Keith demonstrating the beacon fine search along a probe. This keeps the beacon at a uniform height and helps students visualize a grid.   


Canadian Avalanche Association billboard at Kootenay Pass. Those Canadians are dialed. 


Skiing at Kootenay Pass for our final day on the AST2. Mountains of Kootenay Powder. 

Thanks for a great trip Keith, Ann, Big Red Cats, Jim, Steve, Mike, Kynan, Barb, Jessie and Tami! And thanks Jim, for connecting me with Keith!


What's Your System?

Manage Your Human Factor in Avalanche Terrain 

Joshua Foreman pauses before dropping in. Kenai Mountains, Alaska. I've never been caught in avalanche. Maybe it's because I'm good at mountain travel. Maybe it's because I maintain a healthy margin for error. Maybe it's luck. In any case, I work hard to avoid avalanches. I'm in the snowy mountains most of the winter. The odds are against me. One of the things I work at is my own system for avoiding avalanches. 
My system is a method for avoiding avalanches that addresses my personal human factors—the seemingly silly mistakes I make in avalanche terrain despite how much I know about avalanches. My system is rigid. I follow it every time I ski, but it evolves year to year as my human factors change.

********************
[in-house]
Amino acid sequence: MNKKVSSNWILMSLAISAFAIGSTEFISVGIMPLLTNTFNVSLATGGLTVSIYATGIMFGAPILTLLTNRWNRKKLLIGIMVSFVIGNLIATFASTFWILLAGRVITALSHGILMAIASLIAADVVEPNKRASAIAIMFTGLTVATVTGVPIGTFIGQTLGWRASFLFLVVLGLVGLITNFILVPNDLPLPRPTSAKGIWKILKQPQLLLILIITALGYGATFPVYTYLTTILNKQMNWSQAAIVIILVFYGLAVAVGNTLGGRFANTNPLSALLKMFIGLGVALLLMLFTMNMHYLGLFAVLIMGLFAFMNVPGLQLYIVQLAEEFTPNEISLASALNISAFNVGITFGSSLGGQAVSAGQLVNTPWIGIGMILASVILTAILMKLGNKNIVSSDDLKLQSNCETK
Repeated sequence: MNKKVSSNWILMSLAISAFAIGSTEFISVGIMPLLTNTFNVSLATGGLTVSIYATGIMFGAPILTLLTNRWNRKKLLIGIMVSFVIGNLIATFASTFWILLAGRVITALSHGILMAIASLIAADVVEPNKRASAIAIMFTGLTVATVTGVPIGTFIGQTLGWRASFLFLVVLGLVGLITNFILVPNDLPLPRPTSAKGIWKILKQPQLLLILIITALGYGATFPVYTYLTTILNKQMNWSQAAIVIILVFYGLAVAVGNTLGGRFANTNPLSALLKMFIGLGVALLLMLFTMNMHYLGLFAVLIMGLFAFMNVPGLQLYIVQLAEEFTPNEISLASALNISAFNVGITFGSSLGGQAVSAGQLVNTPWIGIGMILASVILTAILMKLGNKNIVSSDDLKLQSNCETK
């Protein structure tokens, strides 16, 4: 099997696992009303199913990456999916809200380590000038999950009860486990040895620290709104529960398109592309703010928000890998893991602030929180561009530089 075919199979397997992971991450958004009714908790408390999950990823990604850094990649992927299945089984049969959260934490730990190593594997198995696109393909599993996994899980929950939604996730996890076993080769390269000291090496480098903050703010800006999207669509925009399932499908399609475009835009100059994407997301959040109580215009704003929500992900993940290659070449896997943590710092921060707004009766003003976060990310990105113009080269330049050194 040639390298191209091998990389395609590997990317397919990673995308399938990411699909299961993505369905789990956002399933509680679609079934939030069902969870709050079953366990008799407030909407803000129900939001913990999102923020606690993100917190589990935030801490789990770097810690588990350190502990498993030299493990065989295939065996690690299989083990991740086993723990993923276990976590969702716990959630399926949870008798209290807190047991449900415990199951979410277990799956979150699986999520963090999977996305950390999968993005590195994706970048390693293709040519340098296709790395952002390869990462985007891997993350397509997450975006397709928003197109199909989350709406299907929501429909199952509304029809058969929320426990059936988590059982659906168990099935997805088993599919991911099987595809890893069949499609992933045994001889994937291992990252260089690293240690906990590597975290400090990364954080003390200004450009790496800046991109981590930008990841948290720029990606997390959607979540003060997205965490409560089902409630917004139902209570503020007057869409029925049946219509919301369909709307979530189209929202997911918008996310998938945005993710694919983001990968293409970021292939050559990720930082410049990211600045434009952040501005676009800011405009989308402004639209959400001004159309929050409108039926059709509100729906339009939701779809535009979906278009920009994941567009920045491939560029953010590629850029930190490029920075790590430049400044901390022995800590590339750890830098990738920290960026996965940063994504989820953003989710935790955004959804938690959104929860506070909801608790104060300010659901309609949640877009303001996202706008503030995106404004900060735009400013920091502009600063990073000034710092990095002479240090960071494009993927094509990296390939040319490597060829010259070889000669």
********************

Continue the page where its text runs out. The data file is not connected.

Target your own human factors with your system
A system is a set of principles or procedures used to achieve a goal—in this case, avalanche avoidance. Avalanche professionals who work in large operations like ski patrol or Canadian heli ski services use a time-tested system that keeps them relatively safe day after day in a high-risk environment. These systems work well in operational settings, but they do not target individual human factors. 
Ski guide and avalanche instructor Sarah Carpenter says, on, that recreational skiers should model their daily routine after snow professionals, who often follow these nine steps:
1. Check the avalanche forecast every day. 
2. Follow the weather. 
3. Track avalanche activity. 
4. Plan before you leave the house. 
5. Be prepared. 
6. Have an opinion.